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Umaid Bhawan Palace

Construction of the Palace

The palace built by Maharaja Umaid Singh who ruled from 1911-47 was the last expression of princely architectural extravaganza during the British Raj. It was in 1925 that Umaid Singh went to London in search of an architect and commissioned the firm of Lancaster and Lodge to build the palace. The foundation stone was laid in 1929 at Chittar Hill- a sight dictated by astrological considerations. "Striking indeed is the impression of romance and dignity which this occasion conveys" said Col. Windham at the time of its inaugaration, adding while addressing the king "It conjures up both a retrospect of the past and a prospect of the future Your Highness."

Chittar-ka-Bangla

Umaid Bhavan palace Jodhpur, IndiaIt took some 3000 people working round the clock some 15 years to complete and ranks as one of the world's largest residences. The massive structure is also referred to as Chittar-ka-Bangla or Chittar Bungalow. The 347-room building was designed by Henry Lanchester, an understudy of Edwin Lutyens (who designed most of New Delhi) it contains two huge wings separated by a double dome 185 feet tall.

Rajmahal

The primary entrance to the palace is called the Rajmahal, which contains the traditional Rathore coat-of-arms, bearing the sacred kite, an incarnation of the family goddess. Its symbol is omnipresent in the palace and as a mark of reverence, kite hunting is not allowed in Jodhpur. It houses several banquet halls and ball rooms where the monarch used to entertain his guests (usually European), a billiard hall and an imposing Durbar Hall. It has libraries panelled with teak, circular reception halls, magnificent double staircases, marble flooring, a swimming pool embellished with tiles depicting the zodiac. The wings include courtyards, staff offices and zenanas (women's quarters), a cinema house and opulent royal suites. Suffice to say a visit to the palace will simply knock your breath away. The unique feature of the palace is that it is not mortared at all, but like the Jaisalmer fort it was built out of solid interlocking blocks of stone. The chunks of rock were cut from the Sursagar quarry located 13km away.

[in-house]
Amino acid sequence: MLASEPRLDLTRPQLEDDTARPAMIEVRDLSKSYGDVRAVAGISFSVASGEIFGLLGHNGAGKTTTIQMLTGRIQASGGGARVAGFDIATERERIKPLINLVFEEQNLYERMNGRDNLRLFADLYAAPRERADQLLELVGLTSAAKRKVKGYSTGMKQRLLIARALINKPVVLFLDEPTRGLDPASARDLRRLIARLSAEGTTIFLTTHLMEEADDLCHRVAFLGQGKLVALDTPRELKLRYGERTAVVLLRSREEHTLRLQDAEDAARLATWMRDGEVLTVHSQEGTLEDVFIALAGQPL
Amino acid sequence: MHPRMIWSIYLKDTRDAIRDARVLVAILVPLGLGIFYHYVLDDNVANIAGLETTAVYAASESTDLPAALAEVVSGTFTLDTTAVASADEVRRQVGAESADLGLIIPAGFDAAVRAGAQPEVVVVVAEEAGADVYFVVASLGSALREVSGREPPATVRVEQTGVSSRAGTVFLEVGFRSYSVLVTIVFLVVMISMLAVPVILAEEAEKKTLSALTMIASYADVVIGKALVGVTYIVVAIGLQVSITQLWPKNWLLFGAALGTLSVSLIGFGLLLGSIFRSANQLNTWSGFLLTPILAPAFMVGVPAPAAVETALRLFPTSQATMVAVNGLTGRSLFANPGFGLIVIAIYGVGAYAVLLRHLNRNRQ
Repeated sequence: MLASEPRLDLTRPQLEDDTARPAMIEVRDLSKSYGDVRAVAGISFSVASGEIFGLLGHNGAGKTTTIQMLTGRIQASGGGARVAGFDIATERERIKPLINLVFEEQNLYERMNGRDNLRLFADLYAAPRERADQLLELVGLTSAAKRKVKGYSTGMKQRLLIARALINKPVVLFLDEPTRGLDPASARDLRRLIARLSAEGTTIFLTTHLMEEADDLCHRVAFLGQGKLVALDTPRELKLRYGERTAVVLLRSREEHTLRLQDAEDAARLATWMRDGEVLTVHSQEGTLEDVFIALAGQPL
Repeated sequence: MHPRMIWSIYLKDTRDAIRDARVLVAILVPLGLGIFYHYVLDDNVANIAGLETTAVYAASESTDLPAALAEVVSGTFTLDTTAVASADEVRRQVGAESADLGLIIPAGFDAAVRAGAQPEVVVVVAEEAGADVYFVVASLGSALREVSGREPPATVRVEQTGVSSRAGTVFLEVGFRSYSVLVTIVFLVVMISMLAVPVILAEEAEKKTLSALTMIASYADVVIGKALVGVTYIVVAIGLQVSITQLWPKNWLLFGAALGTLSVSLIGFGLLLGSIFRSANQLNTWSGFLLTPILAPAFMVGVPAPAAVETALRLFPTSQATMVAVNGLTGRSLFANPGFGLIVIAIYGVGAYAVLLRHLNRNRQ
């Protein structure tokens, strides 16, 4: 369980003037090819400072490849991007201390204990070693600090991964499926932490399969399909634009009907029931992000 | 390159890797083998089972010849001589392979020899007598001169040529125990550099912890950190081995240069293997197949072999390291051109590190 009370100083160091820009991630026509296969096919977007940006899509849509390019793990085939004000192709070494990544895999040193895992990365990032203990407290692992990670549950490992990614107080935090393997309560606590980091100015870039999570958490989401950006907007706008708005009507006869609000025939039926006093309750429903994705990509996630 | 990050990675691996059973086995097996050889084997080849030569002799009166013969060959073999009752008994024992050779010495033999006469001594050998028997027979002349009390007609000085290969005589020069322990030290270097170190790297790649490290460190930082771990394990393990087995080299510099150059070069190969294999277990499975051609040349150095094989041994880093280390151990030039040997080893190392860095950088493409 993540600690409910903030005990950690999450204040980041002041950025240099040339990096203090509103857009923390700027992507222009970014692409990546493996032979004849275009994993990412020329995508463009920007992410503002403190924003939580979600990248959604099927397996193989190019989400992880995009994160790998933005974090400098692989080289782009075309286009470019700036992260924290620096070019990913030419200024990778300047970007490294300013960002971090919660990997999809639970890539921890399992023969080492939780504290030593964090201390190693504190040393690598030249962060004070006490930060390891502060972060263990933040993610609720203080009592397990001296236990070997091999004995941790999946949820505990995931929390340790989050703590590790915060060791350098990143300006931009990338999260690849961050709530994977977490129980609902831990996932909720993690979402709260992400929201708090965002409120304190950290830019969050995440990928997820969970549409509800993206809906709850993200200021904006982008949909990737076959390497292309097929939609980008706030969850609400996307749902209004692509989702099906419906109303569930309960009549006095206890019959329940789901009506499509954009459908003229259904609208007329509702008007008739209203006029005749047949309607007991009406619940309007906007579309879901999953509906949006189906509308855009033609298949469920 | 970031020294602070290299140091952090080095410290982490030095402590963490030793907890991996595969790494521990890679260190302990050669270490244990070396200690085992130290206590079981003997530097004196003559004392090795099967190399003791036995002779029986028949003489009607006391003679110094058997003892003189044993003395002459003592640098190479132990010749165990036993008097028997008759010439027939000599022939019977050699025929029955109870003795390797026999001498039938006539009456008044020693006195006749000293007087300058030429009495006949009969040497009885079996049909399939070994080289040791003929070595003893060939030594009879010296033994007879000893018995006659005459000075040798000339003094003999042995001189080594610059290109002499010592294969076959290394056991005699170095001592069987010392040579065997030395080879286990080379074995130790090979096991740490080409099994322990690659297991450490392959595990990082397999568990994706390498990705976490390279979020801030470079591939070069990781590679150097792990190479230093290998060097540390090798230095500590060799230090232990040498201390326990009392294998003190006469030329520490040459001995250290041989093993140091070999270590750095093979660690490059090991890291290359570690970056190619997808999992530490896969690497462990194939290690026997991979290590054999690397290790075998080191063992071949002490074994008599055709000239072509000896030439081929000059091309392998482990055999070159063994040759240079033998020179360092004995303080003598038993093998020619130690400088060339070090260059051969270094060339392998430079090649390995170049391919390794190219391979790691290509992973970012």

Palace Served As A Military Base During Second World War

During the Second World War even while the structure was unfinished, the palace became a military base for the allied troops. Christmas dinners for the entire military community were organised annually at the palace, with the Jodhpur royals playing a key role in keeping up the morale of the soldiers during the war. When Umaid Singh died in 1947, his son Hanwant Singh became maharaja but he too was killed in a plane crash five years later. While his heir Gaj Singh, who was only four at the time was being educated in England the palace remained unoccupied. One year after Gaj Singh returned to India, the then Prime Minster derecognised the princes and ended their privileges.


Nine Unknown Men

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